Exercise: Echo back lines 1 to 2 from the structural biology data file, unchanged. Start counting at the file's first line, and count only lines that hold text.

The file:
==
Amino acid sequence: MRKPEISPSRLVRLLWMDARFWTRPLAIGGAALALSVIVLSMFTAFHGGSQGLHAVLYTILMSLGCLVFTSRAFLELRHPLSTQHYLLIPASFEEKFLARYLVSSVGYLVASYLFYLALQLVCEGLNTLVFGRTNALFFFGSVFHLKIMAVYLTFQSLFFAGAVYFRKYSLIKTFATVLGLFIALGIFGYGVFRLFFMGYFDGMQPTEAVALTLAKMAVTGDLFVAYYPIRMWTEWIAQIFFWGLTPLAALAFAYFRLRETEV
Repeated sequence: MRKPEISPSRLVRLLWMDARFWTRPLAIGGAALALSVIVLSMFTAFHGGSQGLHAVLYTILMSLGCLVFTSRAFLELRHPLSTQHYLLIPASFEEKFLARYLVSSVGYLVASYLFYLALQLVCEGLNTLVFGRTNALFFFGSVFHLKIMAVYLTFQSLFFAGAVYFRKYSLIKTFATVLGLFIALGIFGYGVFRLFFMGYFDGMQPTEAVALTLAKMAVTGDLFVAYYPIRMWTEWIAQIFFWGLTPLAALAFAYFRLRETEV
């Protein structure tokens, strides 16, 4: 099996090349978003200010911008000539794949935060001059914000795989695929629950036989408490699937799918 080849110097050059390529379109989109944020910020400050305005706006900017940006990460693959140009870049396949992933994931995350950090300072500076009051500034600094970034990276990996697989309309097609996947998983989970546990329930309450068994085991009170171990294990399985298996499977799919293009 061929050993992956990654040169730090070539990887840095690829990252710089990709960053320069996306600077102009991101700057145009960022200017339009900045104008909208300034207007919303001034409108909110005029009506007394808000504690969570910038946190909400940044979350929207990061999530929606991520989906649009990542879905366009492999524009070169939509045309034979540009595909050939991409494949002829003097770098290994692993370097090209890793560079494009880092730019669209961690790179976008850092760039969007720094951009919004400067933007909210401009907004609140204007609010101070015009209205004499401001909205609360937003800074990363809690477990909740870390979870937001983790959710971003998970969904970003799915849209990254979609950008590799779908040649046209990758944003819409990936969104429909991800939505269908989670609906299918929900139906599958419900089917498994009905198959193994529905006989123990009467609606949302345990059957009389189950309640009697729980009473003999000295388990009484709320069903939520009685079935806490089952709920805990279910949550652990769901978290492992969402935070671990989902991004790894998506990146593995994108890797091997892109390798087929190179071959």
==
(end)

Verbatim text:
Amino acid sequence: MRKPEISPSRLVRLLWMDARFWTRPLAIGGAALALSVIVLSMFTAFHGGSQGLHAVLYTILMSLGCLVFTSRAFLELRHPLSTQHYLLIPASFEEKFLARYLVSSVGYLVASYLFYLALQLVCEGLNTLVFGRTNALFFFGSVFHLKIMAVYLTFQSLFFAGAVYFRKYSLIKTFATVLGLFIALGIFGYGVFRLFFMGYFDGMQPTEAVALTLAKMAVTGDLFVAYYPIRMWTEWIAQIFFWGLTPLAALAFAYFRLRETEV
Repeated sequence: MRKPEISPSRLVRLLWMDARFWTRPLAIGGAALALSVIVLSMFTAFHGGSQGLHAVLYTILMSLGCLVFTSRAFLELRHPLSTQHYLLIPASFEEKFLARYLVSSVGYLVASYLFYLALQLVCEGLNTLVFGRTNALFFFGSVFHLKIMAVYLTFQSLFFAGAVYFRKYSLIKTFATVLGLFIALGIFGYGVFRLFFMGYFDGMQPTEAVALTLAKMAVTGDLFVAYYPIRMWTEWIAQIFFWGLTPLAALAFAYFRLRETEV